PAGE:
In June, the Santat family moved from their longtime home in Alhambra to San Marino. Yes, the self-proclaimed Fresh Prince of Pasadena, according to the tagline on his Twitter account, is just an alliterative satire. Although both of his teenage sons attend Pasadena’s Waverly School.
The Fresh Prince of San Marino just hits differently.
The artist and his family moved to a bigger home to fulfill his dad’s dying wish to care for his mom, Nancy Santat, 76, who has yet to decide if she wants to leave her home in Camarillo.
Between finishing the book, moving to a new house and settling his dad’s estate, Santat has not had time to feel sad, but the universe has a way of breaking him open in unexpected ways.
One day, Santat wandered to the backyard of his new house and found the body of a lifeless crow. Crows are among the few animals that show a social response to a dead member. In his yard, crows cawed mournfully and swooped through the air for their fallen friend. Santat inadvertently interrupted their funeral. You could almost hear him shaking his head through the phone.
“That was just like the thing that just triggered me, and I just felt very sad,” he says. “You know, just crying in front of all these birds in the backyard.”
Santat is the son of a doctor groomed to follow in his dad’s footsteps. It was a preordained path he abruptly ended after he earned a degree in microbiology at the University of California, San Diego. He chose art school over dental school.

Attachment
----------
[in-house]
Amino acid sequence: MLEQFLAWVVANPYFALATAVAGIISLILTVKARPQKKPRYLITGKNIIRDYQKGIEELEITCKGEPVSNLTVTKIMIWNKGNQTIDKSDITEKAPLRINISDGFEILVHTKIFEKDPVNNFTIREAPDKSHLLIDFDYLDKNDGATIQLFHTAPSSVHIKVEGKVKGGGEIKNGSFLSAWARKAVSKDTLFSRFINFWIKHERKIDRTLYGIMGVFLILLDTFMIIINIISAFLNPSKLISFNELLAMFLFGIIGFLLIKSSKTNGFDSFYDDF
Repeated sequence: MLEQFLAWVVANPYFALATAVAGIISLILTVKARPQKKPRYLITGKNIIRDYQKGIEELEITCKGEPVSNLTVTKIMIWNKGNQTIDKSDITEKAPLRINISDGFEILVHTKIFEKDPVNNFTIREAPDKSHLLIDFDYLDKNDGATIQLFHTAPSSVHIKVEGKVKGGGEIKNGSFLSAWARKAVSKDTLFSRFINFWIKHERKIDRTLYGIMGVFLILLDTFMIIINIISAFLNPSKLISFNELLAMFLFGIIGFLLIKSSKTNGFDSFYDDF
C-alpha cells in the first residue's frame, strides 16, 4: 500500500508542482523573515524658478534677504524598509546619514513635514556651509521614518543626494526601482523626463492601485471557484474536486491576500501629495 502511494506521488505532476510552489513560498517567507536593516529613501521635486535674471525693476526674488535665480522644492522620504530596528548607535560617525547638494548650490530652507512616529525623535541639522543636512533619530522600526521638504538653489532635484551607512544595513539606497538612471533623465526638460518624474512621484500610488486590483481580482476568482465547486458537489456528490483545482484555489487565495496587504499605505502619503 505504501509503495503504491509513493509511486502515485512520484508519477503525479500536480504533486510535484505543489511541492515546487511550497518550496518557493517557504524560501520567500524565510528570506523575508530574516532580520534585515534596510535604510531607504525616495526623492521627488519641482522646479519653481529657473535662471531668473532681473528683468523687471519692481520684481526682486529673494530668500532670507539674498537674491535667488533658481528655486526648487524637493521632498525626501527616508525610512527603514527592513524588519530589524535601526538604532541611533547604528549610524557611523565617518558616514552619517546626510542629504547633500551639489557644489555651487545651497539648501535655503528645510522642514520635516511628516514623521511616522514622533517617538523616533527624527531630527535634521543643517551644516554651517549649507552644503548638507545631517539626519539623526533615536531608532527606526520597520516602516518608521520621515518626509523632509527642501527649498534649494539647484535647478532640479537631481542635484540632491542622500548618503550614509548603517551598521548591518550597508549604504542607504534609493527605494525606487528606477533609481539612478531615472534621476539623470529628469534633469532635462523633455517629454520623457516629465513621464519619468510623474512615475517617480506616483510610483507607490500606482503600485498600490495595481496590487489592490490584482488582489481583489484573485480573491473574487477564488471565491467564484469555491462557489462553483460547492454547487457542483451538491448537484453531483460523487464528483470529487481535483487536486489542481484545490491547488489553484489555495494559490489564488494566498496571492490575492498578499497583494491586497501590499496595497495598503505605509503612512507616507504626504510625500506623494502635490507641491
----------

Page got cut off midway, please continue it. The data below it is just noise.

At UC San Diego, he met his future wife Leah (Tager) Santat, who knew the artist would never be happy as a dentist.
“In science classes at UCSD, he would doodle in all of his notes,” says Leah Santat, 46, a lab manager and technician at Cal Tech. “Drawing and telling stories was always his calling.”
A late September Vroman’s Bookstore virtual forum promoted the new book “Bear is a Bear,” illustrated by Santat. Author Jonathan Stutzman called him the Michael Jordan of children’s books. Then, on second thought, knowing that Santat is a Lakers’ fan, Stutzman changed the reference to Magic Johnson.
“I am always in awe of the magic he’s able to create on a page and the fact that he created magic to go along with words I wrote,” says Stutzman, 34.
Santat is also working on a graphic novel memoir about his coming-of-age adventures in Europe in the summer of 1989 before the start of high school. He had his first kiss, tasted beer for the first time, and watched the men’s semifinals at Wimbledon between John McEnroe and Stefan Edberg.
“It’s just this crazy story about not worrying about the past and just kind of embracing the present,” Santat says. “It’s a book for young Dan from grown up Dan.”
He’s crafting this memoir for his sons, Alek, 15, and Kyle, 12.
“I want them to understand why I am the way I am, because I never really got to know my father that well,” Santat says.
Despite the challenges of the last year and a half, Santat has perspective on his career as a children’s book artist.
“I think about what I do and how fortunate I am to get paid very well to sit in front of computer and draw pictures for kids and not break a sweat. And actually, to do something that I don’t even consider work,” Santat says. “I don’t take that lightly.”
That’s just undeniably good.